First of all apologies for the length of this blog but I believe it deals with an important issue.
I recently set up a LinkedIn Group called Thai HR Professionals with the stated aim … “To advance the professionalism, competencies and expertise of Thailand’s HR community.”
The one key word in that statement is “professionalism” as I believe “competencies” and “expertise” go hand-in-hand with that. But what is “professionalism”? Well I tried searching Google and found this one in Business Dictionary:
“The level of excellence or competence that is expected of a professional” … mmmm … that didn’t tell me much! So I tried “professional” and came up with … “A person formally certified by a professional body or belonging to a specific profession by virtue of having completed a required course of studies and/or practice. And whose competence can usually be measured against an established set of standards” + a “Person who has achieved an acclaimed level of proficiency in a calling or trade” … that’s much better!
Let’s take the following key statements from those definitions and explore them a little further:
Specifically for Thailand this is interesting because doing some previous basic research I found that there are numerous “bodies” here representing HR (there may be others) i.e.:
It looks like all offer training programmes to aid “professionalism” but only two offer “certification” … PMAT and Thailand HR Academy.
But does “certification” actually mean you can do your job professionally? Personally I am not sure!
Going back to the Change Management theme of previous blogs this has been a raging debate for the CM community for a long time. My considered opinion (for what it’s worth) is that “certification” will only demonstrate that an individual has undertaken a training course offered by a specific body, taken a test of some sort (maybe), has passed and is then presented with a nice certificate to have framed and hung on the office wall. It does not show that they are “professional” or can do their job “competently” and that they have achieved a level of “proficiency”. This cannot be achieved in a few days … it comes with time and effort.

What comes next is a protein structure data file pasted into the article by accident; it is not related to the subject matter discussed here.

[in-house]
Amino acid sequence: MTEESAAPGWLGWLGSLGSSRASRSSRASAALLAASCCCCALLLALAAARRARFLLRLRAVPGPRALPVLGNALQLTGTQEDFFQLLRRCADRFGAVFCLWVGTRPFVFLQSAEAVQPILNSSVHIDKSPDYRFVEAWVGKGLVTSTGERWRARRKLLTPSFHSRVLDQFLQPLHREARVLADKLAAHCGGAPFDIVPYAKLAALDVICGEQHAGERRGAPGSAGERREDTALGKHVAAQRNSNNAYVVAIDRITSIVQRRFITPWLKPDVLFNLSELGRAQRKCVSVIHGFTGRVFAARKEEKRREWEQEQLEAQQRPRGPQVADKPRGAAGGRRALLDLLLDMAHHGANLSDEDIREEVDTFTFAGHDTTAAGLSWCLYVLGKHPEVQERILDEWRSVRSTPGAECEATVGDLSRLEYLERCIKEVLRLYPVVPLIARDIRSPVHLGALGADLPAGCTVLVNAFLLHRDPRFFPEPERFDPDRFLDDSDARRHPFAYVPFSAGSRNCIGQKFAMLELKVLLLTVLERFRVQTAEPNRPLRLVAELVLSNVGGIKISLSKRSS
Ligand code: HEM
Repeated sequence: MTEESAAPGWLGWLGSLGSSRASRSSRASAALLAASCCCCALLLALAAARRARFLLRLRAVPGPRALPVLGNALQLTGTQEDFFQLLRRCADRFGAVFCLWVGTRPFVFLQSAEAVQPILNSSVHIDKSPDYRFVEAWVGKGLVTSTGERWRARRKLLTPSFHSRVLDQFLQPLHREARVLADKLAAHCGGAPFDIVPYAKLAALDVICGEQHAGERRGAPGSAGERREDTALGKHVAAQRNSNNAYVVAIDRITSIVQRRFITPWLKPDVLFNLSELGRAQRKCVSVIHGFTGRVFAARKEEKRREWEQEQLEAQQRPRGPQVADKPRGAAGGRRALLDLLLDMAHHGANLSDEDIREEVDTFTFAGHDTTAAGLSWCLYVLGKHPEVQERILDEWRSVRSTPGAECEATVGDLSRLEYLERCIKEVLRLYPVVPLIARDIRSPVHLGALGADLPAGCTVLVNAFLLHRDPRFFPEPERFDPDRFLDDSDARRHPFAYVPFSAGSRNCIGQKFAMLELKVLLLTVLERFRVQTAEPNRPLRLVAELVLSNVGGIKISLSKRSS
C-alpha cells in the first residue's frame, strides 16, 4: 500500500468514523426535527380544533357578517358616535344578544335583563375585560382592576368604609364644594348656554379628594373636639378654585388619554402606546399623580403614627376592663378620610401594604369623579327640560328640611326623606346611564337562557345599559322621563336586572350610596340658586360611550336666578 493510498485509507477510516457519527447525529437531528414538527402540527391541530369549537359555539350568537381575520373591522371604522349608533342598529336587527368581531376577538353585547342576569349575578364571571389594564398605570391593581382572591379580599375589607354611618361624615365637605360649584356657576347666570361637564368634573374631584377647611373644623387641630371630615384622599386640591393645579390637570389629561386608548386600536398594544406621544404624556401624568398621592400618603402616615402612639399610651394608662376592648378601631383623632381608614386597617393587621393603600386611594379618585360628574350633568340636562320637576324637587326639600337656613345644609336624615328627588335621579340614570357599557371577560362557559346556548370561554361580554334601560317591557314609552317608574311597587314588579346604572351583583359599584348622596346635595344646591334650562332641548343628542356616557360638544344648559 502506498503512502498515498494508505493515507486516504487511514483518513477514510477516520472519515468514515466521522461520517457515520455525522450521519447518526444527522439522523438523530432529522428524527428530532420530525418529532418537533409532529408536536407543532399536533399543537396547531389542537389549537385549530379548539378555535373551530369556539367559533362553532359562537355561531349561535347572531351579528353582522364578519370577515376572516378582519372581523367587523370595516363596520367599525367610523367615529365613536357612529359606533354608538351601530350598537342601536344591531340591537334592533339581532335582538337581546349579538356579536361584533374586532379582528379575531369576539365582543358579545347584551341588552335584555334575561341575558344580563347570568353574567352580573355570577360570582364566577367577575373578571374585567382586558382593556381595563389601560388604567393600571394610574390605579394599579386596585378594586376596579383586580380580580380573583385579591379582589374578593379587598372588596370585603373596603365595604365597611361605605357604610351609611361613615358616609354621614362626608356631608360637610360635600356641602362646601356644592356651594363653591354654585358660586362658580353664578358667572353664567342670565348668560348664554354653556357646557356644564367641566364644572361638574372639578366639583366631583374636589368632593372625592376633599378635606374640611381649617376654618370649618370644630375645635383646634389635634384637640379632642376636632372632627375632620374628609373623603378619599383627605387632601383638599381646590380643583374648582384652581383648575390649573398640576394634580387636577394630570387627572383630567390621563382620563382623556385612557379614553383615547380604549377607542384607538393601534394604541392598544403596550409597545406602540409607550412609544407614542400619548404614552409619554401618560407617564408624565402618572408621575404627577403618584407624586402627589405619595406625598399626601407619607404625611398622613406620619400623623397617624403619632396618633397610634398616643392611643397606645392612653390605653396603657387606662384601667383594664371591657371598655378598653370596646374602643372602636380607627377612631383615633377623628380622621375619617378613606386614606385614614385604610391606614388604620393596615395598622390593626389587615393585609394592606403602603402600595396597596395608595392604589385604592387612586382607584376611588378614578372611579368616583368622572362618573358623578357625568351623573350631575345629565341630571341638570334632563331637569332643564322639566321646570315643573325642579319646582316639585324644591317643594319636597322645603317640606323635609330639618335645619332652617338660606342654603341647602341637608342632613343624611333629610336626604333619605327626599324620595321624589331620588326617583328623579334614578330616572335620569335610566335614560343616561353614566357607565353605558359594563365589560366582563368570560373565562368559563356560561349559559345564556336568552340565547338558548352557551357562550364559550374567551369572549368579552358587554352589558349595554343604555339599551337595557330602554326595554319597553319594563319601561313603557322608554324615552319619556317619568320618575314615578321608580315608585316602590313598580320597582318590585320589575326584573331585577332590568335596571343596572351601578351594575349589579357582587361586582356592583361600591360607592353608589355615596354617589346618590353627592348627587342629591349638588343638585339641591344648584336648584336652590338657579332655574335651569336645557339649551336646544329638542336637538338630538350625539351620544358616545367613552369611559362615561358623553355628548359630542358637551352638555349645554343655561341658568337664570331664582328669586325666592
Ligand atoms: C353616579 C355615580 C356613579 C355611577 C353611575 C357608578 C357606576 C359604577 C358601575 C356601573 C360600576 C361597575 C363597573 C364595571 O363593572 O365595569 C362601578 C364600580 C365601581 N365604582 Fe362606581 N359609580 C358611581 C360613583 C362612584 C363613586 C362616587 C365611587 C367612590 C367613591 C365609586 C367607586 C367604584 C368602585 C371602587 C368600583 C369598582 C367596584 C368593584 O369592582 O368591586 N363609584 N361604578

Interestingly the UK’s Chartered Institute of Personnel and Development (CIPD) has recently introduced a Profession Map which captures what successful and effective HR people do and deliver across every aspect and specialism of the profession, and sets out the required activities, behaviour and knowledge. It covers:
NOTE: Band 1 relates to the start of an HR career through to Band 4 for the most senior leaders.
It has been designed to be relevant and applicable to HR professionals operating anywhere in the world, in all sectors and in organisations of all shapes and sizes.
Then of course there is the much publicised work by Dave Ulrich (named the most influential person in HR by HR Magazine for three years) who was recently a guest speaker at the STJobs HR Summit 2014 in Singapore who cites six key competency traits required of HR professionals:
With all these different approaches to professionalism this can be daunting for an HR person looking to develop their skills.
Clearly as a Thai HR professional the natural route would be via one of the Thai bodies offering certification but it does no harm to explore different avenues if you feel one of them offers exactly what you want and something a little bit different.
On a final note I am neither certified nor accredited as a Change Manager but that doesn’t mean I cannot do my job or coach, mentor and train people in change. I have amassed a lot of knowledge over the many years of practising my profession and it is the practical experience and the lessons learned during that time that is important to help people understand what works well and what doesn’t.
I talked a bit about “knowledge’ in this blog so my next one will be on the theme of HR Knowledge Exchange and how this can aid professionals in the HR discipline to share and learn new ideas.